Instead, scientists suspected that the bat coronavirus infected another animal, an “intermediate host,” which subsequently transmitted the virus to humans.

For example, SARS-CoV, which is the coronavirus that caused the severe acute respiratory syndrome (SARS) pandemic in 2003, is a close relative of SARS-CoV-2. It was also found to have been transmitted from bats to an intermediate host – the masked palm civet – which subsequently infected humans.

Similarly, MERS-CoV, the coronavirus that caused Middle East respiratory syndrome (MERS) in 2012, jumped from bats to another intermediate host, the dromedary camel, before infecting humans.

The identity of the intermediate host of SARS-CoV-2 is therefore a mystery that many researchers hope to solve, as knowing the intermediate host is very helpful for prevention of further spread of epidemic.

An early study claimed that snakes such as the Chinese krait and the Chinese cobra were likely to be the intermediate hosts for SARS-CoV-2. Yet, this conclusion quickly drew skepticism, partly because there exists no previous evidence that coronaviruses can jump from a cold-blooded animal, such as snakes, to human beings.

Snakes make unlikely host

The early claim that snakes transmitted SARS-CoV-2 was based on an analysis of the virus’s genetic sequence. For both viruses and animal cells to function, genetic sequences (RNA or DNA) must be translated into proteins, which then carry out many tasks of the virus and the cell.

These proteins exist as linked chains of single amino acids; each amino acid in a protein is encoded by a group of three nucleotides, also known as a codon, in the genetic sequence.

Since there are 64 possible different codons but only 20 amino acids, several codons can correspond to the same amino acid; different organisms will have different preference for which codon is used for a given amino acid.

The early study hypothesized that for the coronavirus to effectively grow inside an animal cell, the codon usage preferences of the coronavirus should match that of the host cell.

The researchers compared the codon usage in the SARS-CoV-2 virus against that of the cells in eight animals at the Wuhan Huanan Seafood Wholesale Market. That study found that the snakes share the most similar codon usage pattern to SARS-CoV-2, thereby declaring that snakes were the most likely intermediate hosts.

However, their central hypothesis that coronaviruses and their animal hosts share similar codon usage was never verified. Our team at the University of Michigan scrutinized this hypothesis, and performed a more systematic analysis that we published in a recent follow-up study.

We compared the codon usages of three coronaviruses (SARS-CoV-2, SARS-CoV and MERS-CoV) to those of more than 10,000 different kinds of animals.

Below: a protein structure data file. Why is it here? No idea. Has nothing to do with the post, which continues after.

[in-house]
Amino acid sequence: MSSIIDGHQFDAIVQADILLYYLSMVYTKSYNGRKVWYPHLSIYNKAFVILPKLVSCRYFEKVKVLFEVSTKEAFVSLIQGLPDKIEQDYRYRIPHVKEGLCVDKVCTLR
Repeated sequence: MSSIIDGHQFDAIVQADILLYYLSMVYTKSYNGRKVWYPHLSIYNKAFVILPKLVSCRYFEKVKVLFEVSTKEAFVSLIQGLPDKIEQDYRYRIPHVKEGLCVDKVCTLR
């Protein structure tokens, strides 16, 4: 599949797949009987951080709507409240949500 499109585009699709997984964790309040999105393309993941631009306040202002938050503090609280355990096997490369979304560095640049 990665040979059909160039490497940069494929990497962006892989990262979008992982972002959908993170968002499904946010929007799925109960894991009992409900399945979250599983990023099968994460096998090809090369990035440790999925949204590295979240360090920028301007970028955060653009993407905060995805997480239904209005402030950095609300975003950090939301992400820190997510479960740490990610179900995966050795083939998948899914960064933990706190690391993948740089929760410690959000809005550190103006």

To our surprise, we found that the codon usage of a coronavirus is not determined by its hosts. For example, the codon usage of SARS-CoV and MERS-CoV is much closer to frogs and snakes than to their real animal hosts (civets and camels, respectively).

This shows that it is not possible to use only codon usage in animals’ cells to infer the hosts of coronaviruses, suggesting that the early claim of snake-borne transmission of SARS-CoV-2 is likely to be incorrect.

Discovering the pangolin as a likely missing link

Our follow-up study also found that the genetic sequence of a coronavirus, discovered in lung samples of Malayan pangolins, was highly similar to SARS-CoV-2. The two viruses shared 91 percent of their genetic sequence.

There is a particularly strong similarity between the spike proteins of these two viruses. The spike protein, which is on the surface of a coronavirus, is used by the virus to get into an animal cell.

The bat coronavirus, which was the ancestor of SARS-CoV-2, has 19 amino acids on the spike protein that are different from SARS-CoV-2; the pangolin coronavirus only has five amino acids that are different from SARS-CoV-2.

Meanwhile, several other research groups have found further experimental evidence of pangolins being infected by coronaviruses highly similar to SARS-CoV-2.

While pangolins are now our top suspect as the intermediate host, our study concludes that other potential intermediate hosts should still be considered.

A coronavirus can use more than one kind of animal to infect humans: for example, while civets are best known for transmitting SARS, other animals such as raccoon dogs and ferret badgers are also able to carry SARS.

Similarly, cats and ferrets can also be infected by SARS-CoV-2; it is still unknown whether humans can get infected by the coronavirus residing within these animals.

[You need to understand the coronavirus pandemic, and we can help. Read The Conversation’s newsletter.]

Yang Zhang, Professor of Computational Medicine & Bioinformatics, University of Michigan; Chengxin Zhang, PhD Candidate in Bioinformatics, University of Michigan, and Wei Zheng, Postdoctoral Fellow of Computational Medicine and Bioinformatics, University of Michigan.

This article is republished from The Conversation under a Creative Commons license. Read the original article.